Crescent Energy’s new Uinta Basin completions are showing 60% greater production now that the new-design wells have been online 150 days, the E&P reported May 7.

And the extra oil is “with only minimal increases in our D&C costs,” David Rockecharlie, Crescent CEO, told investors in an earnings call.

A report earlier this year indicated 50% uplift, based on new wells’ output through that time.

Crescent well performance
New-design completions in the Uinta Basin are delivering larger cumulative boe per lateral foot. (Source: Crescent Energy)

“When we acquired this position [in 2022], the only horizontal development on the assets utilized a legacy, smaller completion design with roughly 1,500 pounds of proppant per foot,” Rockecharlie said on May 7.

“As we've implemented our operational approach, we are seeing significantly enhanced returns and improved capital efficiencies through larger completions, which we've doubled to roughly 3,000 pounds per foot.”

Crescent, which operates in Utah’s Uinta as Javelin Energy Partners, was the state’s No. 3 oil producer in January, putting into pipe some 21,000 bbl/d, according to state data.

Crescent brought four new Uinta wells online in the first quarter and 20 in its other play, the Eagle Ford Shale. Its 2024 capex is split 50-50 between the two plays.

Companywide drilling speed has grown 25% from 2022 to 2,000 ft per day, it reported, while completion speed has grown 40% since 2022 to 100,000 bbl/d of fluid pumped.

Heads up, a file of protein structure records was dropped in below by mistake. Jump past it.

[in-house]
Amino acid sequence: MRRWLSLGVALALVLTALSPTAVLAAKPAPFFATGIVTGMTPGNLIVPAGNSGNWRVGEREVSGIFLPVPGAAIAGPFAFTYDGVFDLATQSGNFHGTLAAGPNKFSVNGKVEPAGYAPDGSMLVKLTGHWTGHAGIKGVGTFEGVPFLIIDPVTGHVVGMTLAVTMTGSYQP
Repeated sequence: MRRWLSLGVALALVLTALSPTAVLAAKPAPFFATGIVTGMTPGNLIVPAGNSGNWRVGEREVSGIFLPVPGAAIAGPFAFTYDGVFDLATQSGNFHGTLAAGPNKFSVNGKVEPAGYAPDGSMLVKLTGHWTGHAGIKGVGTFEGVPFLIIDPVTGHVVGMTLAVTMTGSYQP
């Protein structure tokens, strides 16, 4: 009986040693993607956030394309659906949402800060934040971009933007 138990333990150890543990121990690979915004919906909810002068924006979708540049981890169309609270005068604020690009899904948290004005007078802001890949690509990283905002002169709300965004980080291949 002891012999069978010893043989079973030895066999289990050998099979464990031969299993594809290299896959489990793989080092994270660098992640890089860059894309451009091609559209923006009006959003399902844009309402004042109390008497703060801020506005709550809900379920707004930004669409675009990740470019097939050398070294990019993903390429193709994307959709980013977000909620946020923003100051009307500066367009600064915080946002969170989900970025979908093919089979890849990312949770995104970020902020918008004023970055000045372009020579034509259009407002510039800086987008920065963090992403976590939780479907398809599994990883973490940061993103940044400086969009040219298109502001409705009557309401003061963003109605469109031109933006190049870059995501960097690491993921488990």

In full D&C cycle time, the results “save us a couple of days [per] well,” Rockecharlie said. “So a pretty meaningful improvement … over a year ago.”

Meanwhile, well costs have declined 10% to $900/ft per day from 2023, Crescent reported.

‘Supports our optimism’

Based on production growth from both areas, Crescent has increased its 2024 estimated production by 2,500 boe/d to average some 160,000 boe/d this year.

Rockecharlie said of the Uinta Basin results in particular, “Long-term implications for our asset are becoming clearer and clearer over time as productivity remains strong.”

He noted that the findings are still nascent, “but the data supports our optimism about the long-term value creation potential.”

Crescent has one rig drilling in Utah; two rigs, in the Eagle Ford.

It isn’t looking to add rigs or frac spreads, Rockecharlie said, and will return surplus earnings to shareholders instead.

“We would not look to accelerate activity …. I think our basic guidance of a two- to three-rig business today is going to remain intact.”

As for adding more Uinta or Eagle Ford leasehold, Rockecharlie said, “We are constantly in the market and looking for opportunities to invest at attractive risk-adjusted returns.”

Deal-making in the Uinta Basin has been a target of the Federal Trade Commission (FTC) beginning in 2022.

Crescent Energy neighbor XCL Resources has a deal underway to buy fellow operator Altamont Energy, but it is on hold as it awaits FTC approval.